Our values won’t change. Peter Horsten on the history of Goyello and Aspire Systems merger

Peter Horsten, VP Software Development Europe of Aspire Systems, came to Poland for the first time in 1995. He fell in love with the country, and after many years decided to open a company here. He talks about the history of Goyello and its merger with Aspire Systems with Piotr Nowosielski and Adam Łopusiewicz from Just Join IT. 

When was the first time you thought about creating Goyello and moving to Gdańsk?

I went on a student trip to Gdańsk, and I was amazed by Poland. After university I got a job to assess what types of IT services were popular in Poland. In the Netherlands, we outsourced to India, but at that time we knew that it wasn’t for everyone. I felt that Eastern Central Europe could be an interesting alternative.

A few months later a friend, who was considering investing in Poland, reached out to me. We quickly concluded that outsourcing IT projects to Polish companies would be a good solution.

After some time, we had our first potential customers. When they heard about the planned move, they suggested that we build an onsite team in Poland. I liked the concept, so in 2006, we created Goyello.

How fast was your development in the first years?

We employed 25 people in the second year of the company’s existence. As for the team, we grew at an average rate of 20-35% per year. We increased our revenues and grew each year despite the economic crisis.

What was your role and tasks at Goyello at that time?

I did everything except sales, because that’s what my business partner was doing. I was the so-called ‘Solutions Guy’. When we found a potential customer, I immediately got on a plane to the Netherlands to determine his needs and persuade him to co-operate. I also recruited people.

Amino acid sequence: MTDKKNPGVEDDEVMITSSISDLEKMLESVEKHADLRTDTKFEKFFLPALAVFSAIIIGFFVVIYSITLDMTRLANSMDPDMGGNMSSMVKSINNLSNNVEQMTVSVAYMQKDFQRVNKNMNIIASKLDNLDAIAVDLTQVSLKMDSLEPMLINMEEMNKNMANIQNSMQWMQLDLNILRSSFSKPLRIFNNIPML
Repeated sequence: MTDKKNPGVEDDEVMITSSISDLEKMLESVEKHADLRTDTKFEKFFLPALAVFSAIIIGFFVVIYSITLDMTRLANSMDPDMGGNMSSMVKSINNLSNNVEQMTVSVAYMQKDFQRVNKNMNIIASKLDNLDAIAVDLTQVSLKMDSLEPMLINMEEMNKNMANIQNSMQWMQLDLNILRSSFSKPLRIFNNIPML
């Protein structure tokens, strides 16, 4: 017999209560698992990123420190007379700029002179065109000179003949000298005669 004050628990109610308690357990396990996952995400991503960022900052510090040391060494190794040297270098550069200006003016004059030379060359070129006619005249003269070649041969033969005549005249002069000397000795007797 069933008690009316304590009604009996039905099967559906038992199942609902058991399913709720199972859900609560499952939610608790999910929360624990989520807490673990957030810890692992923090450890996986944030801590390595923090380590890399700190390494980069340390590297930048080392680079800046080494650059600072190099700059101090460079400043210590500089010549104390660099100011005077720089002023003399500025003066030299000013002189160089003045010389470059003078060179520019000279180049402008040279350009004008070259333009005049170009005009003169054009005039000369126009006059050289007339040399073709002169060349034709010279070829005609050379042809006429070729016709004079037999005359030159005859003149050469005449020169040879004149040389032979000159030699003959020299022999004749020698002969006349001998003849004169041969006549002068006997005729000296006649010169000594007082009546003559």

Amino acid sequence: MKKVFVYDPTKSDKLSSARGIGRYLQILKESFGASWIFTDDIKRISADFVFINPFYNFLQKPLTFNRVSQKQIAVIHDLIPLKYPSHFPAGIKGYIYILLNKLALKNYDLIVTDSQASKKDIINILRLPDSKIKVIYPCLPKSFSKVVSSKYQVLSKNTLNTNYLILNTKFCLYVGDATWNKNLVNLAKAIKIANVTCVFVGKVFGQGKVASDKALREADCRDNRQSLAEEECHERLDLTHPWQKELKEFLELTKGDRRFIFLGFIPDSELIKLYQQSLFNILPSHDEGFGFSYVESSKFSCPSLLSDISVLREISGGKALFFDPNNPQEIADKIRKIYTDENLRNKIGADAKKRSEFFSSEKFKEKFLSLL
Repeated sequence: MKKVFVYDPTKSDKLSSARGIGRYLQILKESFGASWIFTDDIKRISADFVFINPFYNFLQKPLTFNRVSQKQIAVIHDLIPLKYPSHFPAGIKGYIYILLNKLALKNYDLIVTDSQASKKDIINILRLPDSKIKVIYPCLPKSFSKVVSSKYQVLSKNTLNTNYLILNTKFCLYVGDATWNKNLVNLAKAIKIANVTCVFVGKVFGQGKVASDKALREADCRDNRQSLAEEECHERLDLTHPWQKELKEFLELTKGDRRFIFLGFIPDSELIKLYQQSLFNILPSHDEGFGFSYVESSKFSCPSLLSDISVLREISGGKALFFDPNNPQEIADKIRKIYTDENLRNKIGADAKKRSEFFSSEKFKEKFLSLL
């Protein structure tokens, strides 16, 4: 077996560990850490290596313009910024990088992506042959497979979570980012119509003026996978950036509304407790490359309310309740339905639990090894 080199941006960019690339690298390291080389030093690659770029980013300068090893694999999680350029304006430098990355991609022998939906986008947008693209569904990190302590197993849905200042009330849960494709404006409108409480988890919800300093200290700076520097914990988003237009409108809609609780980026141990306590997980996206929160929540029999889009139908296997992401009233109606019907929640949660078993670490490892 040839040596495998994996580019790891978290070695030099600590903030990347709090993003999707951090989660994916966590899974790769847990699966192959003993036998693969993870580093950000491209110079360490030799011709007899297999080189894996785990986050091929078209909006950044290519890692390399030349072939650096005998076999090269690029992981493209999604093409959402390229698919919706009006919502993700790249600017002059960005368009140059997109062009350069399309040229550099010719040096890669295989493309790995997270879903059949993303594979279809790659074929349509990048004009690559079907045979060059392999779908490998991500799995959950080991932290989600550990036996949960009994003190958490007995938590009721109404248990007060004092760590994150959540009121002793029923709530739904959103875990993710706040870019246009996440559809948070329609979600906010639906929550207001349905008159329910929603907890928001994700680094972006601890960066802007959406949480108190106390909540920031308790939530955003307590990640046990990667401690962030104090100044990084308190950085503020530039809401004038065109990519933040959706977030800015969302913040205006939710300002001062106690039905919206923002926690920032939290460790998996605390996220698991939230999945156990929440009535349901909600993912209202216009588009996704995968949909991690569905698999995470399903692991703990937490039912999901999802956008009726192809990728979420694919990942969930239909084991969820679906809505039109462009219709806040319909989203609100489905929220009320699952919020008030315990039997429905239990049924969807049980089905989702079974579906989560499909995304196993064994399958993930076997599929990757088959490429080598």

Wasn’t this exhausting?

I had so much adrenaline that I wasn’t tired. But most of my workday was just a pleasure. Of course, we had moments of doubt or dissatisfied customers. These were less pleasant moments, but they are necessary to become stronger and learn. As long as I saw the development of the team, it gave me a lot of energy.

What were the biggest challenges at that time?

At some point, you must trust others to do the job just as well, maybe even better than you. That wasn’t always easy. Quite early, I had to start to rely on several people and trust that the code we were delivering was good. That level of trust is built step by step, task by task, project by project.

When was the first time you thought that Goyello had become a ‘big’ company?

People often ask me about this. I’ve heard: “Wow, Peter, you’ve got 100 employees, it’s amazing!” But most people don’t know how we came to this number. For me, the growth was organic and natural. At one point, when we had twenty developers, HR became a very important element of the company. I was not able to assess the work of the team by myself. Now, we employ 120 people.

What makes people stay at Goyello?